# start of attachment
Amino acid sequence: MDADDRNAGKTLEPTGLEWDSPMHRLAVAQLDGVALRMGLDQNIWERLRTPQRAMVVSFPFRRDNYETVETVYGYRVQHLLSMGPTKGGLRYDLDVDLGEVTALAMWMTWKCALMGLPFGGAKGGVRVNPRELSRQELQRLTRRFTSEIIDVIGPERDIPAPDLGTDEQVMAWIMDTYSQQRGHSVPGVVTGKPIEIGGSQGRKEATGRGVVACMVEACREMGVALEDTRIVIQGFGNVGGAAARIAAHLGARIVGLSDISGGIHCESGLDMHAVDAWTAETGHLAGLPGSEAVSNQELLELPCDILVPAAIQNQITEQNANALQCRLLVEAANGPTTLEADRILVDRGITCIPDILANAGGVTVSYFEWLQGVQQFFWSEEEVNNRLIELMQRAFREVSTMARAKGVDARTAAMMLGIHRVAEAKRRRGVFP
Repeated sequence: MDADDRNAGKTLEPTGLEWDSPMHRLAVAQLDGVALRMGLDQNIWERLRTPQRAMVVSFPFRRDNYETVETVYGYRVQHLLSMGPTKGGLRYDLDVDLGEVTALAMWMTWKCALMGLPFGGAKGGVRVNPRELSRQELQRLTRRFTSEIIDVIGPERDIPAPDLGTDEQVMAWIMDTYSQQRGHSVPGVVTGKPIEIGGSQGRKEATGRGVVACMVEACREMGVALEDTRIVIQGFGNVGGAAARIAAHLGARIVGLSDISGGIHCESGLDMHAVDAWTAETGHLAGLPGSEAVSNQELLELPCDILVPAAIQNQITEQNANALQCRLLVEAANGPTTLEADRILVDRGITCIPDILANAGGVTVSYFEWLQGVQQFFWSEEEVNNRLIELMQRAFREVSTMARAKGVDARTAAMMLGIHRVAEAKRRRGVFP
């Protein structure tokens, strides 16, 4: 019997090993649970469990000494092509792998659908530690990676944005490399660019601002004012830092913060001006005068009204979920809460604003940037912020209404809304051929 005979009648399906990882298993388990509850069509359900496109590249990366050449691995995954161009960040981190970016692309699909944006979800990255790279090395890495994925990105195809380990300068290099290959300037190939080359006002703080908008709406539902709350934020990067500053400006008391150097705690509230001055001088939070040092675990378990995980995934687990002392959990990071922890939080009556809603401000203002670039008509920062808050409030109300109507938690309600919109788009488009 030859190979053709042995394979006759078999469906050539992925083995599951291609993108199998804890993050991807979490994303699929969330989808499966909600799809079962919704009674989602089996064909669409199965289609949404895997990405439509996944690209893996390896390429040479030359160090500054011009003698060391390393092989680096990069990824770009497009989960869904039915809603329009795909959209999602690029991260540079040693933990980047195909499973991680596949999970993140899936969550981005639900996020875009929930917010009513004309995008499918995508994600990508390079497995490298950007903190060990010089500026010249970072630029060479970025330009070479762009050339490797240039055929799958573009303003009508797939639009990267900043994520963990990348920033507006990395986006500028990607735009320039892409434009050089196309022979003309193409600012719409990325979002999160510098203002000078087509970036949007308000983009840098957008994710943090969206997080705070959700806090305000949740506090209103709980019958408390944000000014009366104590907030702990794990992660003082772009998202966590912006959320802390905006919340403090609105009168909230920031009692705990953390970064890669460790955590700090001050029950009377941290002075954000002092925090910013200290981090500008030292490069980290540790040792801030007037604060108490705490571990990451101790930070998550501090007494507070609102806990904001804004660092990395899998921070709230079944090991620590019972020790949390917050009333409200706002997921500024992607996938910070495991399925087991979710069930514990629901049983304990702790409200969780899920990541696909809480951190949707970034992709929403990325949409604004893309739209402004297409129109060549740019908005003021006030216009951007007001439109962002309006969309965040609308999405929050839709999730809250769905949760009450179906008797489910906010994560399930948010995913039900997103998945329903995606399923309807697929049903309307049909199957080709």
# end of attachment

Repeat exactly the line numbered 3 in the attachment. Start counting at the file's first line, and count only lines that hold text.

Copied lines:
């Protein structure tokens, strides 16, 4: 019997090993649970469990000494092509792998659908530690990676944005490399660019601002004012830092913060001006005068009204979920809460604003940037912020209404809304051929 005979009648399906990882298993388990509850069509359900496109590249990366050449691995995954161009960040981190970016692309699909944006979800990255790279090395890495994925990105195809380990300068290099290959300037190939080359006002703080908008709406539902709350934020990067500053400006008391150097705690509230001055001088939070040092675990378990995980995934687990002392959990990071922890939080009556809603401000203002670039008509920062808050409030109300109507938690309600919109788009488009 030859190979053709042995394979006759078999469906050539992925083995599951291609993108199998804890993050991807979490994303699929969330989808499966909600799809079962919704009674989602089996064909669409199965289609949404895997990405439509996944690209893996390896390429040479030359160090500054011009003698060391390393092989680096990069990824770009497009989960869904039915809603329009795909959209999602690029991260540079040693933990980047195909499973991680596949999970993140899936969550981005639900996020875009929930917010009513004309995008499918995508994600990508390079497995490298950007903190060990010089500026010249970072630029060479970025330009070479762009050339490797240039055929799958573009303003009508797939639009990267900043994520963990990348920033507006990395986006500028990607735009320039892409434009050089196309022979003309193409600012719409990325979002999160510098203002000078087509970036949007308000983009840098957008994710943090969206997080705070959700806090305000949740506090209103709980019958408390944000000014009366104590907030702990794990992660003082772009998202966590912006959320802390905006919340403090609105009168909230920031009692705990953390970064890669460790955590700090001050029950009377941290002075954000002092925090910013200290981090500008030292490069980290540790040792801030007037604060108490705490571990990451101790930070998550501090007494507070609102806990904001804004660092990395899998921070709230079944090991620590019972020790949390917050009333409200706002997921500024992607996938910070495991399925087991979710069930514990629901049983304990702790409200969780899920990541696909809480951190949707970034992709929403990325949409604004893309739209402004297409129109060549740019908005003021006030216009951007007001439109962002309006969309965040609308999405929050839709999730809250769905949760009450179906008797489910906010994560399930948010995913039900997103998945329903995606399923309807697929049903309307049909199957080709």